copyright

Charlotte, North Carolina

The founding editor of Business Insider UK, Jim Edwards, had a bank delete two of his tweets December 22. In an e-mail, Bank of America told Edwards that his tweets violated the bank’s copyright and that if he kept it up, they’d see to it that his Twitter account was deleted.

“Investment banks apparently have the power to censor journalists on Twitter, simply by asking,” Edwards wrote in a short post on Business Insider describing the situation. “That is depressing.”

Edwards had quoted a research document produced by analysts. He says the tweets were “probably trivial,” but can’t really be more specific—in part because the frequent Twitter user can’t even remember exactly what they were about.

One of them reads “BAML’s Teo Lasarte is developing a pun-based method for analysing auto stocks,” where the “BAML” acronym refers to Bank of America Merrill Lynch. The tweet included a screenshot that has been deleted.

Edwards acknowledges no earth-shattering information has been lost to the world. In fact, it was likely a compliment to the analyst in question. “Sometimes analysts write funny headlines on their investment notes,” he says, leading him to take a screenshot and tweet it out.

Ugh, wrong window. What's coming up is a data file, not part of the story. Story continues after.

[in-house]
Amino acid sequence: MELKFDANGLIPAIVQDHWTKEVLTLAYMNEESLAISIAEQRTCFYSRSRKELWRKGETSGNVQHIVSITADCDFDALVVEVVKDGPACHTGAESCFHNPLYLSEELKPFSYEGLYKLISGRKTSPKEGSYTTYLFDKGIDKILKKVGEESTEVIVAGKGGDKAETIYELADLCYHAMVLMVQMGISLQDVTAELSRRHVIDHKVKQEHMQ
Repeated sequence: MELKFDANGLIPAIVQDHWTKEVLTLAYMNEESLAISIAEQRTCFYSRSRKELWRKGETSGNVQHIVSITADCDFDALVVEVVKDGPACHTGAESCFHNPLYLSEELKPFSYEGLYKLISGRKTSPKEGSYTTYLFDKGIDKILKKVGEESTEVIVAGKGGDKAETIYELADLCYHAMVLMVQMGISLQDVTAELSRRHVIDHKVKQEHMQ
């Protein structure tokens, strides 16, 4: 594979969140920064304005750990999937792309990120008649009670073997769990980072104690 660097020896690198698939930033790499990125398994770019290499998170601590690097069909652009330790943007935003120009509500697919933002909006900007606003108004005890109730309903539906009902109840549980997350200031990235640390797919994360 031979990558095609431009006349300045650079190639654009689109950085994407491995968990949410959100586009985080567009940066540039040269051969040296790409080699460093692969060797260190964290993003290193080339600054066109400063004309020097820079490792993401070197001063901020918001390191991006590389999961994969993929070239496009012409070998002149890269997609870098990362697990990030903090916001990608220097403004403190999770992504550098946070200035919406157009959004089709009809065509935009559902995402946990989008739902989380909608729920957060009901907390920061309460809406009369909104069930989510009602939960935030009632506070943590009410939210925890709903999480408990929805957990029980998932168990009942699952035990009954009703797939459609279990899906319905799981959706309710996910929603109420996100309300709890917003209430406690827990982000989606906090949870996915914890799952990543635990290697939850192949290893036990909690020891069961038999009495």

B of A might have a case if Edwards had sent out the entire text of Lasarte’s report, he says, but the funny headline tweet didn’t even come close to that. In Edwards’ view, it’s a no-brainer case of fair use.

The Digital Millenium Copyright Act claim came from the “Attributor Corporation,” part of digital-rights company Digimarc, working on behalf of Bank of America. It’s the latest example of the Kafka-esque system of copyright takedowns, in which intermediaries like Twitter tend to treat users subject to copyright claims as guilty until proven innocent.

“I have no idea what Twitter agreed to censor for BAML, and no way of guessing what BAML’s objection was really about—or if it was even BAML who made the complaint,” writes Edwards.

Twitter wouldn’t comment on the matter other than to refer to their copyright policy. The Digimarc employee whose name is on the takedown notice didn’t respond to Edwards’ inquiry.

Other Edwards tweets that quote Bank of America reports remain online, and unchallenged. He has appealed the claim through Twitter’s system.

“I’m not in favor of journalists getting special treatment over this kind of thing,” said Edwards. “But it is frustrating. Twitter/ BAML are sending me legal spam. I’m replying, basically just asking them to look at this and apply some discretion or judgment. So far, no dice.” Reported in: arstechnica.com, December 22.

Refbacks

  • There are currently no refbacks.


© 2017 OIF